That happened this year when a young man wrote about wanting to follow in his mother’s footsteps as a navy pilot, and continue his mother’s pro-union values by earning a law degree and specializing in Labor Law. The essay was one of the better ones by any applicant –and the story it shared was not just about a remarkable woman who had made her historic mark in the US Navy, she was current a member of a local union, a pilot for a commercial airline, she was one of our very own.
Ellen Ann Wardrop was a generation of workers after my friend Bunny, and of course hers is generation before our young scholarship applicant Scott Wardrop. Hers was a generation of women who transformed the workplace. She was part of a generation of American women, who unlike Bunny were not doing things defined as “mans work”, but who were actively breaking the perceptions of what that was. Ellen Ann Wardrop’s was a generation able to know their own talents and interests, and define work they aspired to do without gender being an attachment.
From training to becoming the first female U.S. Navy pilot to land on a carrier, Ellen Ann again and again used the same formula in the air that Bunny had used at the mill, that women everywhere have always had to use. She worked harder, she did the job better, and although she still was victim to harassment from her male colleagues, her mastery at her trade prevailed.
When Ellen Ann Wardrop spoke to our local chapter of Coalition of Labor Union Women she said that what she liked about her union in the private sector of aviation was that it protected her job. It protected her ability to defend her actions on the job, and it protected her job when she wanted to start a family. She said when she started her job a pregnancy would get her put on hiatus from flying, but by the time her last child was born she was allowed to fly as long as her doctor approved it. She thanked her union for that.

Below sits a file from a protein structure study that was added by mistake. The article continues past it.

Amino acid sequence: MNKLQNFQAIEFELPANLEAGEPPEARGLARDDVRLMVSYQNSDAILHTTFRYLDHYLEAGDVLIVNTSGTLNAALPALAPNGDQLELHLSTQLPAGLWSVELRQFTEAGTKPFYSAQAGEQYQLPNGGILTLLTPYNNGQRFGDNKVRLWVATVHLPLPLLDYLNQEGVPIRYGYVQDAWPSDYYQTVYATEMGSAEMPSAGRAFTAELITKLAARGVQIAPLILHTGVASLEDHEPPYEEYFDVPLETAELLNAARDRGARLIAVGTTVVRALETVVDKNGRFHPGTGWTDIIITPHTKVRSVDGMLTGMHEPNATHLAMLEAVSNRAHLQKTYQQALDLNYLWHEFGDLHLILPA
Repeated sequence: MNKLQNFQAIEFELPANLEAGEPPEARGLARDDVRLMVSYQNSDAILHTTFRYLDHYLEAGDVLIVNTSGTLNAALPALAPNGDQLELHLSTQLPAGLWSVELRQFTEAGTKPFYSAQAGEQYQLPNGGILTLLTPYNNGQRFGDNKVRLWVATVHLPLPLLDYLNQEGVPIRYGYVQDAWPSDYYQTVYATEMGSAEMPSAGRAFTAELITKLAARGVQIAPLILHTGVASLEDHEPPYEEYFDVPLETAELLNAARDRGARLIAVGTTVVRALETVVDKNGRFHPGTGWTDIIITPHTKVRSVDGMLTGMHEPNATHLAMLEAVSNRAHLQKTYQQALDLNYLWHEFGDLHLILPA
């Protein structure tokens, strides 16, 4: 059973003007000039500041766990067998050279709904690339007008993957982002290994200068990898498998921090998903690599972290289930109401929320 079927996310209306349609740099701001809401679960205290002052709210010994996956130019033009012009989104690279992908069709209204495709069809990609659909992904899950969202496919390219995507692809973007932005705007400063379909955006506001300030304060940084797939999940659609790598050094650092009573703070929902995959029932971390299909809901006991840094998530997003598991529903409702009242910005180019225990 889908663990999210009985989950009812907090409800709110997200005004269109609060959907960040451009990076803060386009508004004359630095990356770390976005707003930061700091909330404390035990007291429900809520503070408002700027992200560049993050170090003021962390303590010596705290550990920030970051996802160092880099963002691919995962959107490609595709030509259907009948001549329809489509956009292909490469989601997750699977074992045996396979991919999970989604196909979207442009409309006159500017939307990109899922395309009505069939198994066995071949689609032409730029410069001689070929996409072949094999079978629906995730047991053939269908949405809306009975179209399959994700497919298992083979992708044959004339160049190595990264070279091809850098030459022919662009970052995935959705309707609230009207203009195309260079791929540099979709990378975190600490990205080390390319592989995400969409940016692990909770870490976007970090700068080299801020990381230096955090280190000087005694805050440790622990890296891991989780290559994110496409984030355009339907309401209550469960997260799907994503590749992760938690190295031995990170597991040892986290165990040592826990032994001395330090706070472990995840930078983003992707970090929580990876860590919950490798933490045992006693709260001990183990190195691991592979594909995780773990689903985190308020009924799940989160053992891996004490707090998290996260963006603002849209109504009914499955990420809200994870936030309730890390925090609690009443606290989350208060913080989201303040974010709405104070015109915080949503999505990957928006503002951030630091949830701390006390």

That too is what we hear from many long time women union activists, it’s what we hear from young women new to their unions too. Her union stood up for her right to be both a worker and a mom. It does not matter if you work in a mill, fly a jet, or are a student, unions defend you from the lack of good strong laws that protect the rights of women to both do the work that sustains families, and to be able to have that family as well. (and much much more.)
As Ellen finished her remarks, her eyes glowed with pride as she looked at her son who now strives to continue in her footsteps as a union pilot and shared gratitude that Bunny and her union family could help provide that opportunity.
Generation after generation, struggle after struggle, that moment defined unionism in a nutshell for me. Union is community. It’s working hard to lift one another up in any way that we can so that we can all thrive and so that we can all be heroes. Who is union strong? Students, hero women pilots, my friend Bunny, you and I, that’s who.
Let’s continue to fight for that legacy every day.